The other day I came across this page and found a phrase strange to me.

The Britannica Dictionary

a/one thousandth of a second = one one-thousandths of a second [= 1/1000 second]

The plural "s" confused me so much. Then, I checked the hundred entry of the same site.

one hundredth of a second = one one-hundredth of a second [= 1/100 second]

There is no plural "s" with "hundredth"! Now I'm relieved. The writer must have made a mistake. "One one-thousandth of a second" (without s) should be right.

But I checked a news site to make sure.

  • But Montgomery is the world record with a time of 9.78 seconds, one one-hundredths of a second faster than Greene's best time. (New York Post)

  • In one of the most thrilling 100-meter finals in Olympic history, Gatlin won gold by one one-hundredths of a second. (New York Post)

  • She finished fourth in the trials with a time of 11.11, just one one-hundredths of a second behind third-place finisher Lauryn Williams. (New York Post)

Now I'm totally confused again. Somebody help me (an English teacher from Tokyo). Both are OK? Why can you make it plural?

  • 8
    I agree with you- It shouldn’t be plural there.
    – Jim
    Jun 24, 2022 at 6:09
  • 1
    It looks odd, but the units are one thousandths of a second. Jun 24, 2022 at 6:43
  • 2
    @Jim I agree, "three one-thousandths of a second" would be correct since there are more than one of the units of time, however "one three-thousandths of a second" would be incorrect as there is only one of the units of time. It's a typo, even dictionaries aren't immune to typographical errors.
    – BoldBen
    Jun 24, 2022 at 6:47
  • 3
    @WeatherVane I disagree, the unit is one-thousandth of a second, it's only plural if there are more than one of them. Why should a thousandth be any different linguistically from a quarter, a tenth, a ninety-second, a hundred-and-fiftieth or any other fractional unit. It's a typo.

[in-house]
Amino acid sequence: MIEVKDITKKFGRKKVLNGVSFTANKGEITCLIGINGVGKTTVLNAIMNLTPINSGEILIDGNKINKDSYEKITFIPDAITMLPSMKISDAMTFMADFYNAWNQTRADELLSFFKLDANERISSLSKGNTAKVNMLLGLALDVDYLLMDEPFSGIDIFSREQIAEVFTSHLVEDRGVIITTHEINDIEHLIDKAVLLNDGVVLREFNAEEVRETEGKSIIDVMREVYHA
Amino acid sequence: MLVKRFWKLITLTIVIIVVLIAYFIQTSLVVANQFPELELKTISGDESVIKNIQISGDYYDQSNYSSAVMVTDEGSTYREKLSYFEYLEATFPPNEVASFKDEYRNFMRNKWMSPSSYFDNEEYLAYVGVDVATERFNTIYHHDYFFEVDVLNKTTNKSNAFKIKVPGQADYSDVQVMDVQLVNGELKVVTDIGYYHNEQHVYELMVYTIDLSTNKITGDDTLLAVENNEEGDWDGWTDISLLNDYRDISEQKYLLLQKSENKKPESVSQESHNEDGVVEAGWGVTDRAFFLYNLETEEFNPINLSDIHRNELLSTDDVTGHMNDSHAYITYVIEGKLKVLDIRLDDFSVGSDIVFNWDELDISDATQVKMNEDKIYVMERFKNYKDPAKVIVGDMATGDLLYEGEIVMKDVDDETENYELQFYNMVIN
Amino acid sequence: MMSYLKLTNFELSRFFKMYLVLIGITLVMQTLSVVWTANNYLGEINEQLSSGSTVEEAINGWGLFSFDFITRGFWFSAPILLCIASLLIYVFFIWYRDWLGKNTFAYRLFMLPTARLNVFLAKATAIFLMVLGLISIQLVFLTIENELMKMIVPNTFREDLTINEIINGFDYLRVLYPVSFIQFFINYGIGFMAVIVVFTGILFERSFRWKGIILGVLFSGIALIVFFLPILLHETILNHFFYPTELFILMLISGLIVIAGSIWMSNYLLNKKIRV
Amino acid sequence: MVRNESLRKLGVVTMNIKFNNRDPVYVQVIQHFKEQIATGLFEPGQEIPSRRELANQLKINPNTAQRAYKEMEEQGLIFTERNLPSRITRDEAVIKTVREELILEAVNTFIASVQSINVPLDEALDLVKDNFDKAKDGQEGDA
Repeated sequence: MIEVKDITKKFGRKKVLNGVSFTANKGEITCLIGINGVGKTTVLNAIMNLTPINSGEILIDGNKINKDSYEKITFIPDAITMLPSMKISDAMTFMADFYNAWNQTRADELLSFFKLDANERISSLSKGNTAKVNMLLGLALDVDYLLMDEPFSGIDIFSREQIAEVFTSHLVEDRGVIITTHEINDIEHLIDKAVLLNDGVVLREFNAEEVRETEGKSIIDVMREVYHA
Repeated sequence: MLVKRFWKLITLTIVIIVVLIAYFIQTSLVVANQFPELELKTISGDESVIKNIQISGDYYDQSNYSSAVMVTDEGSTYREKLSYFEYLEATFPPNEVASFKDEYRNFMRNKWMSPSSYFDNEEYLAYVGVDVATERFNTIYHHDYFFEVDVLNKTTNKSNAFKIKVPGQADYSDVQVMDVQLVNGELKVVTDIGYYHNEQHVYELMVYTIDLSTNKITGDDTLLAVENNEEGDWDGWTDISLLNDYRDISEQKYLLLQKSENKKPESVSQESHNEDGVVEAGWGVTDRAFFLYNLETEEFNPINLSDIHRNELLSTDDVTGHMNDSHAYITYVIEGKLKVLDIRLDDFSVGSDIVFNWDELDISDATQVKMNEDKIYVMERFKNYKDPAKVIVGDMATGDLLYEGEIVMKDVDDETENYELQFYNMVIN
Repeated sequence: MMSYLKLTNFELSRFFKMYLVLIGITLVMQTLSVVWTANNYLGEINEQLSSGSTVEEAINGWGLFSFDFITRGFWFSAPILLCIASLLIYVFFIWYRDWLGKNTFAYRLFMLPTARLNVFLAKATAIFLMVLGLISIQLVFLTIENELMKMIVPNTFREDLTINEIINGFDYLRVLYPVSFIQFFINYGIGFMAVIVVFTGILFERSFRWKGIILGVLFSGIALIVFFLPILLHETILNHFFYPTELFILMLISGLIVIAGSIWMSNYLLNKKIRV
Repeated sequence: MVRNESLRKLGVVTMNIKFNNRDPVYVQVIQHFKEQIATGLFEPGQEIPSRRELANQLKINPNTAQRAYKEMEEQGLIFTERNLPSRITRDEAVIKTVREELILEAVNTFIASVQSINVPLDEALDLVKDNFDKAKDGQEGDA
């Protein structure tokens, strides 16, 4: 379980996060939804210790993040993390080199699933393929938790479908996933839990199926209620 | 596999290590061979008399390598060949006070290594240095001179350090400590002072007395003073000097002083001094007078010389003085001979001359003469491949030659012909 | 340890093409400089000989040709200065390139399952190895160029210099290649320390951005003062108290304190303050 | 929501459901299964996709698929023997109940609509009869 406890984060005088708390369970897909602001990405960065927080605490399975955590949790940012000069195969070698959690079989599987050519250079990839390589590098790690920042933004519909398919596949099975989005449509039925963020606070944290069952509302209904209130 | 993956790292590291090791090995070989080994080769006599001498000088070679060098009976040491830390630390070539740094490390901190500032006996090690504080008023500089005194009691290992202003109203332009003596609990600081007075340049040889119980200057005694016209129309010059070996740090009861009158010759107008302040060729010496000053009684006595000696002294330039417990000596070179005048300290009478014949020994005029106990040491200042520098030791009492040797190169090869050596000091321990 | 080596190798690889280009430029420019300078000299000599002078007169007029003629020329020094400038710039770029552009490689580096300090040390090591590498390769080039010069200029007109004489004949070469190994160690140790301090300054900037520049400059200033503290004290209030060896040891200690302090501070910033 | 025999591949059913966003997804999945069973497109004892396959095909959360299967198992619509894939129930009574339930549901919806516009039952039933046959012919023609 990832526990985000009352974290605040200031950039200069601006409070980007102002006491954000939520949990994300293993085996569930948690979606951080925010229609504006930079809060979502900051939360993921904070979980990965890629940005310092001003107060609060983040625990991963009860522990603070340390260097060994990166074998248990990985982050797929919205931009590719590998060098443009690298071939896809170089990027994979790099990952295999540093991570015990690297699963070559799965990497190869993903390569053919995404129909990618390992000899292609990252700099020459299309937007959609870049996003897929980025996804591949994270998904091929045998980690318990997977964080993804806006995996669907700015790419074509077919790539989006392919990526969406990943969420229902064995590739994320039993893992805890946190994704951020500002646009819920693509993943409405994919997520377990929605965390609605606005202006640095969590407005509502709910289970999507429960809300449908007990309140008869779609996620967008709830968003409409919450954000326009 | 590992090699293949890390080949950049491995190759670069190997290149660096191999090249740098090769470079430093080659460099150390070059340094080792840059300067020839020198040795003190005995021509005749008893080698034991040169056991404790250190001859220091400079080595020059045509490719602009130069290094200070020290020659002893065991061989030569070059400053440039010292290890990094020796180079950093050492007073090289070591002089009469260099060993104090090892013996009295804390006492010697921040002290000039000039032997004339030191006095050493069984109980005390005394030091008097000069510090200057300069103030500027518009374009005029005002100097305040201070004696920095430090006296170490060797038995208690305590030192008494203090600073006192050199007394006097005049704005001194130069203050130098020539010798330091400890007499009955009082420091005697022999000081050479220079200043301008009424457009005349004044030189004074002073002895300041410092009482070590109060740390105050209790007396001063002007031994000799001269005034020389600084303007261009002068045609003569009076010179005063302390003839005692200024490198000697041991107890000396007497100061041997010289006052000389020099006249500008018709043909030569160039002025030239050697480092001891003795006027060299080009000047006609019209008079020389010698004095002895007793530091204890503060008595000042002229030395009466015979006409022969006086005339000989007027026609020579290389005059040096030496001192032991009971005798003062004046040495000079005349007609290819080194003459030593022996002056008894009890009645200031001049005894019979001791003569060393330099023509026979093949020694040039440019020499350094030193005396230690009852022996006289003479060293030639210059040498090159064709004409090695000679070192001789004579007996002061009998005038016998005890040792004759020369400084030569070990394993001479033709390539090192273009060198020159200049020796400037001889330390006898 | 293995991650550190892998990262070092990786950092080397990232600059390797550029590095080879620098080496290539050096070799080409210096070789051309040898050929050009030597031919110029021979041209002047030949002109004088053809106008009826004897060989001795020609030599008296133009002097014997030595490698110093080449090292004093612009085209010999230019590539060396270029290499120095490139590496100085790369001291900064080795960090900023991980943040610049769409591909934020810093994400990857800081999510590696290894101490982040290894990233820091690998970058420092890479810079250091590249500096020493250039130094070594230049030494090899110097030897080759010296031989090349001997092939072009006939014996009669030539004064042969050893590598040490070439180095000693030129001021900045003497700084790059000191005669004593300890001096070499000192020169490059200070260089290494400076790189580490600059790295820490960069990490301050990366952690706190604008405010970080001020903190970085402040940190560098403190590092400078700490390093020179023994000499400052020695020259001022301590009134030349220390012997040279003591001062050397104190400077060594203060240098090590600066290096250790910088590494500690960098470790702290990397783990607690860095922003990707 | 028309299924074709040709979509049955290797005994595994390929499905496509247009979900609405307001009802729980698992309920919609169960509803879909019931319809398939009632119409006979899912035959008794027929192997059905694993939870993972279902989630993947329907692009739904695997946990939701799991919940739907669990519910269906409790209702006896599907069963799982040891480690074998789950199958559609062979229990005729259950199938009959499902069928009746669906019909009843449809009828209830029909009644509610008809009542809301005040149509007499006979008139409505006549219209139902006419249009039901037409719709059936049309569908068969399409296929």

– BoldBen
    Jun 24, 2022 at 6:52
  • 1
    @BoldBen the dictionary's examples are one thousandth of a second, and one one thousandths of a second. So the question "How many one thousandths of a second?" could be answered "One one thousandths of a second." Perhaps this is the difference between casual speech and a formal unit. "We were going at one mile per hour" and "the velocity was one miles/hour". Jun 24, 2022 at 7:01

1 Answer 1


This seems simple:

We need to distinguish between

a/one {[one] thousandth} = 1/1000

two {[one] thousandths} = 2/1000

a/one {two thousandth} = 1/2000

two {two thousandths} = 2/2000

  • 1
    It is more scholarly to address a challenged entry in a recognised resource with references supporting the counterclaim. If this is merely 'simple', migration should be the option. Jun 24, 2022 at 13:41
  • Edwin Ashworth: Does anyone say "one one-fifths of a second"? - No. The Britannica entry is simply wrong. Note the OP's comment after checking 1/100ths: The writer must have made a mistake. Indeed they must - and you agree. My examples show the correct use and I think you will agree. I offer you Samuel Johnson: "You may scold a carpenter who has made you a bad table, though you cannot make a table. It is not your trade to make tables.”
    – Greybeard
    Jun 24, 2022 at 14:17
  • Not my DV, by the way; I try to use balance. Jun 24, 2022 at 14:45
  • 1
    @Greybeard - I think Edwin's point was that if it's so basic as not to need references, then it should go to ELL. I've often wondered if there's a way to codify which things should be migrated and which not, and that seems like it might work. Jun 25, 2022 at 20:54

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